Pacing for Vasovagal Syncope: Real Efficacy or Placebo Effect?

  • R. S. Sheldon
Conference paper


The American College of Cardiology/American Heart Association Task Force [1] and the British Pacing and Electrophysiology Group [2] recommend permanent pacing as treatment for neurally mediated syncope. What is the evidence that supports these recommendations? Unquestionably, fainting is a substantial problem for many of our patients and merits attempts at treatment. Although many believe that fainting is a transitory phase that passes, and that the severity of symptoms is minimal, this is far from the rule. Several studies reported that patients had medians of 5–15 syncopal spells, and had been fainting for of 2–10 years [3–9]. Many patients faint several times a year. Therefore vasovagal syncope can occur frequently, and it can be a problem that lasts many years. Not surprisingly, patients with frequent vasovagal syncope have a poor quality of life. Patients with recurrent syncope are impaired to a similar extent as those with severe rheumatoid arthritis or chronic low back pain, and as psychiatric inpatients [10]. The quality of life decreases as the frequency of syncopal spells increases [11]. Although some patients do respond to drug therapy, many do not, and for them treatment with a permanent pacemaker is often considered.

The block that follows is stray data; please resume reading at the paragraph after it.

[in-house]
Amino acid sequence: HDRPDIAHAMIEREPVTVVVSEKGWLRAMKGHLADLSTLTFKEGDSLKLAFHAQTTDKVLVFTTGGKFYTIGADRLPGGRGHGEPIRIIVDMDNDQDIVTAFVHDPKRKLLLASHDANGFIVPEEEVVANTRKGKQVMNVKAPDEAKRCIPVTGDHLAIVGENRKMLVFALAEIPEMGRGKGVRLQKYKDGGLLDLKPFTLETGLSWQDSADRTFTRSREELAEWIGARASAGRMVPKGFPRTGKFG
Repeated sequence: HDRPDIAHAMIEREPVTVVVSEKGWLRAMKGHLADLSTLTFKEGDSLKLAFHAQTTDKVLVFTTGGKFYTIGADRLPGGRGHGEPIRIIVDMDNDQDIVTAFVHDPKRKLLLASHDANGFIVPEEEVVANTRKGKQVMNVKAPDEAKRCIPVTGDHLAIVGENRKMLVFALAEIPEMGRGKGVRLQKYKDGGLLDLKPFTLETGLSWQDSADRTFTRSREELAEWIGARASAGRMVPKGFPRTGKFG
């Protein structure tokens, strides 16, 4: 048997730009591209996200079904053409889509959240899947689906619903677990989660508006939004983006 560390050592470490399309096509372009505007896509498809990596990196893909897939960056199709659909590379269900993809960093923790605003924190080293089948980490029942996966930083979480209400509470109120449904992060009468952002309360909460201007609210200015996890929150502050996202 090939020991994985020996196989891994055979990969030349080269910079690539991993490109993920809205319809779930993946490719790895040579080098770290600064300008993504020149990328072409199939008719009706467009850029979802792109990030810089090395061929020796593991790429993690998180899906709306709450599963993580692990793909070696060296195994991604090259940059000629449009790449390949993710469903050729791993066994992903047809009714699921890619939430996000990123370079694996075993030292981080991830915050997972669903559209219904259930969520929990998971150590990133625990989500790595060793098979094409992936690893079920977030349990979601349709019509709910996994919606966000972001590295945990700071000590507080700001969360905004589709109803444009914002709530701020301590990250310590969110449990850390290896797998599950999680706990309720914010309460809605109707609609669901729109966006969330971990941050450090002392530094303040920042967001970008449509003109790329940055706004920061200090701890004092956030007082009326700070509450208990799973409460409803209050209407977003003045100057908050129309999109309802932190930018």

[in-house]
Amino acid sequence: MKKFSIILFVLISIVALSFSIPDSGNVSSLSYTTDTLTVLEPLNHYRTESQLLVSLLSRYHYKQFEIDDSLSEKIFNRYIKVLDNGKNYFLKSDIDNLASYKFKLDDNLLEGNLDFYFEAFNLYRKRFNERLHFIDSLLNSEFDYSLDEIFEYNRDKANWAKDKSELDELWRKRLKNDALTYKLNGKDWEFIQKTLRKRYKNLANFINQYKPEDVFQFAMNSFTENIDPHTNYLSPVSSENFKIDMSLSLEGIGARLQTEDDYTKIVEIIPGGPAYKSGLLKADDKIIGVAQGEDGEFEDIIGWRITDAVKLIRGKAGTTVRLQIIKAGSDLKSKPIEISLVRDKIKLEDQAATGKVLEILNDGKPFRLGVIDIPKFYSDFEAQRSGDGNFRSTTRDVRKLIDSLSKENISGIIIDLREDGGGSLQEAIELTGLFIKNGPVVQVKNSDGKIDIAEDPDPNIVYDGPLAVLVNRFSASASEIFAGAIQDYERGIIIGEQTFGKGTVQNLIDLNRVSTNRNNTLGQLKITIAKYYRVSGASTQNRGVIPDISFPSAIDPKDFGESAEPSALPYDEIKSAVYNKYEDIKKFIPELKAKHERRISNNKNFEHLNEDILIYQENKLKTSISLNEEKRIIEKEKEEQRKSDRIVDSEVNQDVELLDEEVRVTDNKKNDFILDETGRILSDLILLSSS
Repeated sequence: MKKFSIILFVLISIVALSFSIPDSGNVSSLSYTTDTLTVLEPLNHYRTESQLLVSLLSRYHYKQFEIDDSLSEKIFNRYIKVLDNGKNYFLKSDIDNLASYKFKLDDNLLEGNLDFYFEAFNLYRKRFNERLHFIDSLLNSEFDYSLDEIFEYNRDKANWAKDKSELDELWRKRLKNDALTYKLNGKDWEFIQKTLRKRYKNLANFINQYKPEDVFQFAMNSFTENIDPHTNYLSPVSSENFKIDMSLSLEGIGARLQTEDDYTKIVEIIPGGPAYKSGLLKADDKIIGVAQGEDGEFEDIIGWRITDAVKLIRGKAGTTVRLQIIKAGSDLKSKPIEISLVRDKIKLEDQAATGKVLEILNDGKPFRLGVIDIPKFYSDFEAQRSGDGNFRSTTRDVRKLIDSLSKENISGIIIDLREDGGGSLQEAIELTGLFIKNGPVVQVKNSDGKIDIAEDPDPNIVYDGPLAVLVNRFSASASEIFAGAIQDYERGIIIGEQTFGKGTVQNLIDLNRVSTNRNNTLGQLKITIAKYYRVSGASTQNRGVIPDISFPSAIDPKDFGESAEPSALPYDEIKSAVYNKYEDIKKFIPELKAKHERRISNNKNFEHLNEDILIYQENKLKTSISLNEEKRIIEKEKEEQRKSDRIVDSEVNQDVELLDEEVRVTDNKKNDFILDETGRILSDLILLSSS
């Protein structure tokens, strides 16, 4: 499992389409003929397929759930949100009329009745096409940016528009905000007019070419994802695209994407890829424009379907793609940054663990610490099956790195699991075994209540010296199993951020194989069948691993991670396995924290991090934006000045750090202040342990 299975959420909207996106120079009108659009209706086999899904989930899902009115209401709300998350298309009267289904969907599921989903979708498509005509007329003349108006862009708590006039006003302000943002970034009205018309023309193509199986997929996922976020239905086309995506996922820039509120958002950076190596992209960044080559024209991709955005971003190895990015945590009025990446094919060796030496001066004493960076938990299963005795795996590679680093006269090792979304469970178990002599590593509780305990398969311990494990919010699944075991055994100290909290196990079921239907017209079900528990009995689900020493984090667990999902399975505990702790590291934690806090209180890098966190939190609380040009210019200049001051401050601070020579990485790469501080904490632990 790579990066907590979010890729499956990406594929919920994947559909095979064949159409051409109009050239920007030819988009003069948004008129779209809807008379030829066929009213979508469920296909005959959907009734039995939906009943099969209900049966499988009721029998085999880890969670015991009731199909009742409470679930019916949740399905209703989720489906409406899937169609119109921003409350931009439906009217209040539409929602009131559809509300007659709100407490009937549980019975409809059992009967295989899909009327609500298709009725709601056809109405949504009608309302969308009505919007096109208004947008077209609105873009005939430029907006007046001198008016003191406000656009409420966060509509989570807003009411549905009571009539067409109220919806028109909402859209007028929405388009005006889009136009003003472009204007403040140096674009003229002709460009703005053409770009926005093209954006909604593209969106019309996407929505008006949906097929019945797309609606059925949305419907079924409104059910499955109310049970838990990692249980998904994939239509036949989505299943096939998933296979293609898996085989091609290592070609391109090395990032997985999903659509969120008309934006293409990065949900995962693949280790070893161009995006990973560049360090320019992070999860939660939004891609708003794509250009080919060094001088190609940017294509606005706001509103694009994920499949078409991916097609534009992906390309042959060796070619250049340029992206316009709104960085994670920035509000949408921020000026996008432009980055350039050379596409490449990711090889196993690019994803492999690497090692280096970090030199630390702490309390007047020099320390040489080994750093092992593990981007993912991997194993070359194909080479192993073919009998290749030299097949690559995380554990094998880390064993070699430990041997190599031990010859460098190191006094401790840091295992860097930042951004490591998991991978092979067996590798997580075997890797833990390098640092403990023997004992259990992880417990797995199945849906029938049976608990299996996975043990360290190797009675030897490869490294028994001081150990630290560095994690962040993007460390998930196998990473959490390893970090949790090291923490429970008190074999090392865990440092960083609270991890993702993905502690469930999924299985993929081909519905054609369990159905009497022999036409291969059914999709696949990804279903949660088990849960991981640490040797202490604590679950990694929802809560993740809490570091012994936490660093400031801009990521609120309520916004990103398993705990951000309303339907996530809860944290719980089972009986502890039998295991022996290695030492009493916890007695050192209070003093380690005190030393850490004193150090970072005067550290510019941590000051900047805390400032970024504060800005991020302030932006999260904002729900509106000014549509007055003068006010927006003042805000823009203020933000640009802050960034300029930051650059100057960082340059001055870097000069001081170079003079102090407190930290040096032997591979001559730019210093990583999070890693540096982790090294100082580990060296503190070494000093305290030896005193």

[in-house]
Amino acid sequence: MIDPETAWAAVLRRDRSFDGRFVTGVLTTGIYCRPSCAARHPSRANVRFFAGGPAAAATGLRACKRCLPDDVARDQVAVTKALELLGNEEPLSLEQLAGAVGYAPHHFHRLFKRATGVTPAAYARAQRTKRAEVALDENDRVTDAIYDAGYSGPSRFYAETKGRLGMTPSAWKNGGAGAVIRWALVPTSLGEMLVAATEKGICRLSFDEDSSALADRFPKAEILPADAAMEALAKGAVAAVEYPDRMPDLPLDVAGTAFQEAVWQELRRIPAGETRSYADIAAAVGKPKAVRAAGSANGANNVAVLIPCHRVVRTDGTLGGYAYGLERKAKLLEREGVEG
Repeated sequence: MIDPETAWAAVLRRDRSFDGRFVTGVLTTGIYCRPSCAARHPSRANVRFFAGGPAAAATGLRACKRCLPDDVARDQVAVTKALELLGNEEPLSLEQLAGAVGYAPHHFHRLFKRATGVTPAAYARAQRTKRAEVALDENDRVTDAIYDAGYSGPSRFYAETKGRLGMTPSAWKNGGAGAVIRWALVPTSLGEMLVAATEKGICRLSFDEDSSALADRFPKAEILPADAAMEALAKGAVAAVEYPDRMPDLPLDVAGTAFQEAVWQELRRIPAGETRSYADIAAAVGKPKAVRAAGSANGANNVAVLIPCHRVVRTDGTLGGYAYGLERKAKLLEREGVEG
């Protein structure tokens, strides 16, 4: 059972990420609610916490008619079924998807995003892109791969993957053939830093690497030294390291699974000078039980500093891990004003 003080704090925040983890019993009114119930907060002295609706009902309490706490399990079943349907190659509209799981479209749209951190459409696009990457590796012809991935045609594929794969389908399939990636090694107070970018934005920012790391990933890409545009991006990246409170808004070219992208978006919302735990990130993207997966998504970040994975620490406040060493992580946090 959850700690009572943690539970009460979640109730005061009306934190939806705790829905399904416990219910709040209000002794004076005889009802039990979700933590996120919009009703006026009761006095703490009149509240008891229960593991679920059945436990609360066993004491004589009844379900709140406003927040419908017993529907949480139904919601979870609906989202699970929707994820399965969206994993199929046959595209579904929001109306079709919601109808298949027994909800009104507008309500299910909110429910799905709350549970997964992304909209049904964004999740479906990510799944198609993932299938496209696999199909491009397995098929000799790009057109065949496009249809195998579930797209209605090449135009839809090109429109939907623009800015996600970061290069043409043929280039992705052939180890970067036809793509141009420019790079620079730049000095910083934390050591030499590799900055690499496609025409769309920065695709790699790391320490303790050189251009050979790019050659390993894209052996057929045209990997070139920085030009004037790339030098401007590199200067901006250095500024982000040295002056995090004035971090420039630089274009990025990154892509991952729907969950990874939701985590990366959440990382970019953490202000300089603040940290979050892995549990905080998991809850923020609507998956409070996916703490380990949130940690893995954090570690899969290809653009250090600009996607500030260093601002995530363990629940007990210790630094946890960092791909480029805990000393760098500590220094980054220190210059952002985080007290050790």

Placebo Effect Vasovagal Syncope Dual Chamber Pacemaker Dual Chamber Pace Recurrent Syncope 
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Copyright information

© Springer-Verlag Italia 2002

Authors and Affiliations

  • R. S. Sheldon
    • 1
  1. 1.Cardiovascular Research GroupUniversity of CalgaryAlbertaCanada

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